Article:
The product of an experimental collaboration among several screenwriters, SLEEP WITH ME is a pleasant, innocuous romantic comedy that is surprisingly coherent considering its origins.
In a prologue, Joe (Eric Stoltz) proposes to longtime girlfriend Sarah (Meg Tilly) while on a vacation drive through New Mexico with mutual friend and perpetual third wheel Frank (Craig Shaffer). The rest of the film unfolds at a series of six parties. First, at the rehearsal dinner, Joe gets
drunk, and Sarah takes a walk on the beach with Frank. She confesses that she almost "went after" Frank and suggests that if she had, the three would nevertheless have stayed friends in the end. She kisses him, and then laughs: "See?" Next, at the regular Tuesday poker game a few weeks later,
Frank and Joe get into a showdown; tempers flair and Joe stalks out. At a pool party three weeks later, Frank runs into Sarah again while he's filming a video; she turns the camera on him, and he confesses to carrying a torch for her since college, before she met Joe.
Later, Frank brings an old girlfriend, Marianne (Vanessa Angel), to a dinner party with Duane and Deborah (Todd Field and Susan Traylor); Joe and Sarah are also invited. Marianne flirts with Joe, prompting a jealous response from Sarah, which in turn coaxes Frank into declaring his love for her.
He and Joe nearly come to blows. Neither Frank nor Joe shows up at the next poker game; instead, Nigel (Thomas Gibson) brings two female coworkers, Athena and Lauren (Parker Posey and singer-songwriter Joey Lauren Adams), who wreak havoc on the male bonding ritual. When Nigel invites everyone
except Frank to a soiree for his mother-in-law (June Lockhart in a delightful cameo), Frank crashes, and an enraged Joe leaves with Athena. Frank and Sarah have sex at last, while Joe somehow manages to refrain from sleeping with Athena. Finally, at a celebration for Duane (who's sold a film
script), Frank crashes again, sneaking into a bathroom with Sarah to plead with her to leave Joe. Joe surprises Frank back at his car; they share a drink before arguing over Sarah. Joe demands that she choose. She chooses neither, driving off but stopping at the light so Joe can run after her.
Frank simply runs.
The unusual device behind this otherwise unremarkable fluff is that each of the six writers--including Joe Keenan, Neal Jimenez (THE WATERDANCE), Roger Hedden (BODIES, REST & MOTION), and director Rory Kelly himself--wrote one of the six sequences independently; Kelly connects the scenes with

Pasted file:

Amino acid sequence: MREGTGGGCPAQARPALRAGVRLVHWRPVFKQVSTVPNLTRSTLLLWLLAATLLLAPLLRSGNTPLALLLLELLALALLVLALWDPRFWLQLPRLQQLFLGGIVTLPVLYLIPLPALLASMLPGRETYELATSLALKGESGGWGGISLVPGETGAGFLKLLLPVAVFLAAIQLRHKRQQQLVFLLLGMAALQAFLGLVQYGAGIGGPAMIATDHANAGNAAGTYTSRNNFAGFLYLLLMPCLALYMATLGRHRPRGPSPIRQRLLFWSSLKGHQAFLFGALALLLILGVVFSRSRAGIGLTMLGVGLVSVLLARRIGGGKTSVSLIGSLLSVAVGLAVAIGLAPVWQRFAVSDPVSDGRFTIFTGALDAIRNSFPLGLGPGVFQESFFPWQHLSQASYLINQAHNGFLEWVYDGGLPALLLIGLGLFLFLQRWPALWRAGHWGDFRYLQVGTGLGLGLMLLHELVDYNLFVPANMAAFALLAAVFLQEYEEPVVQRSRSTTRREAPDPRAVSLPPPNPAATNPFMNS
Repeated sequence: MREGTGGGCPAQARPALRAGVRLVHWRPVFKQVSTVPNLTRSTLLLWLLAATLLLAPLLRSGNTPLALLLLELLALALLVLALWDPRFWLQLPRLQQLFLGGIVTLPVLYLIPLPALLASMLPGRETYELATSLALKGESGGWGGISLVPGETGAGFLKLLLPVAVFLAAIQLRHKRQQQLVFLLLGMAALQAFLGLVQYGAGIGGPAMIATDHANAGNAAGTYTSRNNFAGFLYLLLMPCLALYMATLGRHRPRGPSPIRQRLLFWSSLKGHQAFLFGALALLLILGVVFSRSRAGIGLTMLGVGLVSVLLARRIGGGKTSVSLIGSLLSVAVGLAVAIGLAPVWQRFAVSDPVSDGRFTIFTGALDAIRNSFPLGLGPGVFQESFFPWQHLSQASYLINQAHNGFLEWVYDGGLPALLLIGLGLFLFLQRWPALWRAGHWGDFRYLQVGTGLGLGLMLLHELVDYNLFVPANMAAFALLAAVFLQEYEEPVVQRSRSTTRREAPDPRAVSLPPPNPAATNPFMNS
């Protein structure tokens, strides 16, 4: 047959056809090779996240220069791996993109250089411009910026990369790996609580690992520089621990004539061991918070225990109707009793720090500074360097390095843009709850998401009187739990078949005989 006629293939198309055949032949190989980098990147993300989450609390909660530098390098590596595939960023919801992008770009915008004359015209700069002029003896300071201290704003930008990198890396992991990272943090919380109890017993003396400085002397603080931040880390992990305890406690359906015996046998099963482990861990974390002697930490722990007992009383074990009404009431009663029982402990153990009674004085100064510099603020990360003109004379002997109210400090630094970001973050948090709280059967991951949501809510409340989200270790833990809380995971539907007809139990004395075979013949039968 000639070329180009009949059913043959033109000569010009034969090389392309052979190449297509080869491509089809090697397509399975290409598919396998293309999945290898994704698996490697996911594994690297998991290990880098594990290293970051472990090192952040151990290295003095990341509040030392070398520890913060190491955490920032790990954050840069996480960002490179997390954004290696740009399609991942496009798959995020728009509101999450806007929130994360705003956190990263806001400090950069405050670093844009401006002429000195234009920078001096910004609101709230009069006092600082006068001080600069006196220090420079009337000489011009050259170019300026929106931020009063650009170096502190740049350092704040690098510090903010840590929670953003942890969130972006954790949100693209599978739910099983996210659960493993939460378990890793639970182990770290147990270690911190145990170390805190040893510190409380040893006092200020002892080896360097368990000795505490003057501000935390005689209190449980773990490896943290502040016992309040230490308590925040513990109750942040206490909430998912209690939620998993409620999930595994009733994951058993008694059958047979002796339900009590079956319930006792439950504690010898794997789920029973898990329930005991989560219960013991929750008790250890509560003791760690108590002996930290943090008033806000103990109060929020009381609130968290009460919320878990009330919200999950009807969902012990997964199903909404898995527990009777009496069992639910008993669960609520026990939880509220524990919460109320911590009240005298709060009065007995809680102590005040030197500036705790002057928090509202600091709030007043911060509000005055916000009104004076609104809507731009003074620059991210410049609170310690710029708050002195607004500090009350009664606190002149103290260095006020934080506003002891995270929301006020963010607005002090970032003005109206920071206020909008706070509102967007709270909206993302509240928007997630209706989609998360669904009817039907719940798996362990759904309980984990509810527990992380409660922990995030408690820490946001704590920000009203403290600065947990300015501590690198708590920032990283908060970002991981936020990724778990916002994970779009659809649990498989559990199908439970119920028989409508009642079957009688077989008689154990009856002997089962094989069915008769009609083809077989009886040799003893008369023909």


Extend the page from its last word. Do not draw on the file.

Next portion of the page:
captions that elide the gaps and comment sarcastically on the story. The experiment, reminiscent of the Surrealist parlor game called "The Exquisite Corpse," has precisely the results one would expect: characters are only vaguely sketched and the tone and dialogue are wildly uneven. At its best,
it's intelligent, funny, and persuasive; at its worst, it's embarrassingly amateurish, like an overlong one-joke sketch on "Saturday Night Live." Because the form virtually precludes a real ending, the conclusion is unsatisfying and empty.
Still, the performances are solid. Tilly, whose role suffers most in the transitions, does her best to contend with a character that ranges arbitrarily from strongly centered to incomprehensibly flaky (it's no coincidence that all the writers are men.) The supporting cast is uniformly
delightful: standouts include dour Field, Dean Cameron as hypercritical Leo, and the succulent Posey, who upstages everyone, especially when satirizing macho posturing.
The film is essentially a vanity project by a SoCal indie film clique, and it's predicated on the writers' familiarity with each other's lives and other inside jokes, some of which don't translate all that well. One that does is the now infamous cameo by enfant terrible Quentin Tarantino, who
deconstructs TOP GUN--convincingly--as a homoerotic parable. (Profanity, nudity, sexual situations, adult situations.)
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- Released: 1994
- Rating: R
- Review: The product of an experimental collaboration among several screenwriters, SLEEP WITH ME is a pleasant, innocuous romantic comedy that is surprisingly coherent considering its origins. In a prologue, Joe (Eric Stoltz) proposes to longtime girlfriend Sara… (more)